But the discussion above has not touched on the most crucial point. We may all have discovered that precious metal coins released in the last few years have a good fit with the round plastic capsule, and are well sealed. In the early years, however, the capsule did not close tightly. As a result, when we pick up the coin by holding the cover of the capsule, the bottom of the capsule may fall out with the coin. If there are no cushions or carpets underneath, it will be a disaster. Due to the loose fit of the cover of the plastic capsule, and also to the poor design of the capsules, many gem coins with high relief were damaged. Most frequent problems include the following: 1. Head rub, most often seen on 1987 and 1988 platinum Pandas, the 1989 palladium Panda, 1992 and 1993 1oz proof silver Pandas, 1994 5oz and 12oz Children at Play silver coins, 1990 Munich Expo gold and silver medals; 2. Nose rub, most often seen on 1990 BU and proof silver Pandas, 1993 1oz Sun Yat-Sen gold coin, 1993 Song Qingling silver coin (with signature); 3. Shoulder rub: 1989 Founding of the PRC gold coin; 4. Belly rub: 1984 Olympics Volleyball mirror and matte versions; 5. Bust rub: 1991 25th Olympics Women Ping Pong Players. Many rare coins are not in good condition even though they are in OMP. The main culprit is the poor fit of the plastic capsule, which allows constant rubbing and bumping during transportation and results in serious damage of the coins.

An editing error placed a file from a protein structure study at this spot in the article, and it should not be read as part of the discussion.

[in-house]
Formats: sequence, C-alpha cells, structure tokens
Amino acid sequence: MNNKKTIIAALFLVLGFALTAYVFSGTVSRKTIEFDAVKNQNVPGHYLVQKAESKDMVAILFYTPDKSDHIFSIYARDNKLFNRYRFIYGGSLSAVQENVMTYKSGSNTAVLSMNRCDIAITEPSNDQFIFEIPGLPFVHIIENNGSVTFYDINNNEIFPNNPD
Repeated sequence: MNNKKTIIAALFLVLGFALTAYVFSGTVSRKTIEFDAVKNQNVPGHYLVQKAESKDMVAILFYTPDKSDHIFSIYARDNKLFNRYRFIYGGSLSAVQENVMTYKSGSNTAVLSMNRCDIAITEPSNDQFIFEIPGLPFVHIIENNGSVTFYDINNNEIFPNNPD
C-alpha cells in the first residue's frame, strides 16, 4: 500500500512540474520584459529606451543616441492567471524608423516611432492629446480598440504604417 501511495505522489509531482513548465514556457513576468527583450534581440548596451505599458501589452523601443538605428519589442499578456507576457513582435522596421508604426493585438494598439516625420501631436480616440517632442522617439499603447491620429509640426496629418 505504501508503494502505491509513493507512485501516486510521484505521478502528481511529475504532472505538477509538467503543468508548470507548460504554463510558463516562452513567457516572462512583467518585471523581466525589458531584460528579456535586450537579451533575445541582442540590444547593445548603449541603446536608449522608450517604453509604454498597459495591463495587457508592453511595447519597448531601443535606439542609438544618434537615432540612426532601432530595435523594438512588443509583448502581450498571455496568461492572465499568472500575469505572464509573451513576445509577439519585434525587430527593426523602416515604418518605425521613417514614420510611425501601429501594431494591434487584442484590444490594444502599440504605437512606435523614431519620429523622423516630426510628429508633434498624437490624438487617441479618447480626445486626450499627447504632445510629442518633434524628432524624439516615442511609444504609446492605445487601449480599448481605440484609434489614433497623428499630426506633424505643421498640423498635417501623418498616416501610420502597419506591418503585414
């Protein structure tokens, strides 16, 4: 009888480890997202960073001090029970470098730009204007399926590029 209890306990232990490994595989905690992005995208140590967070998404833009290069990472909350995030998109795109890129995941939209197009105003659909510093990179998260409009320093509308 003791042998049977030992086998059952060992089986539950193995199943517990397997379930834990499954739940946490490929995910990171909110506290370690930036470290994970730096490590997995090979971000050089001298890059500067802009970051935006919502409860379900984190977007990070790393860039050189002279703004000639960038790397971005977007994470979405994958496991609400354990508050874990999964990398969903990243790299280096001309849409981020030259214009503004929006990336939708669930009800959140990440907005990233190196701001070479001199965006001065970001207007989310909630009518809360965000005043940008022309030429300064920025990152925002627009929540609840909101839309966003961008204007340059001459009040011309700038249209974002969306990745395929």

Due to the subpar quality of the plastic capsules of our country, the capsules may have been shattered during frequent movement or long distance transportation, even if the coin is still in OMP. When this happens, the debris of the plastic capsule may roll around on the mirror field of the coin when we pick them up. If we run into coins in this condition, OMP should be removed without any hesitation. Otherwise the debris may scratch the mirror field of the coin.
The funny thing is that when we examine OMP coins from the Shanghai Mint or Shenyang Mint, we run into surprises from time to time, among which are seed shells or hair. Please see Picture 3.
Speaking from the perspective of a coin collector, many of the coins from earlier years do not have good plastic capsules, which need to be replaced by more professional plastic capsules or pouches, like in Picture 4. Generally speaking, capsules from Europe and the US have very good fit, especially those with black rings. It takes some effort to open the capsule once it is closed tightly. This will reduce the risk of the coin rubbing the plastic capsule during movement.
Next, we will talk about COAs. The so-called COAs for precious metal coins are nothing but a piece of paper with descriptions. As Mr. Ge Zukang said, a fake COA with a genuine coin does not falsify the coin, while a genuine COA with a fake coin does not turn the coin into a genuine one. Early COAs came in various forms. Even the paper used for printing COAs fell into different categories: Linen finished paper, card paper, coated paper… Only recently did COAs start to be printed on banknote paper with water marks.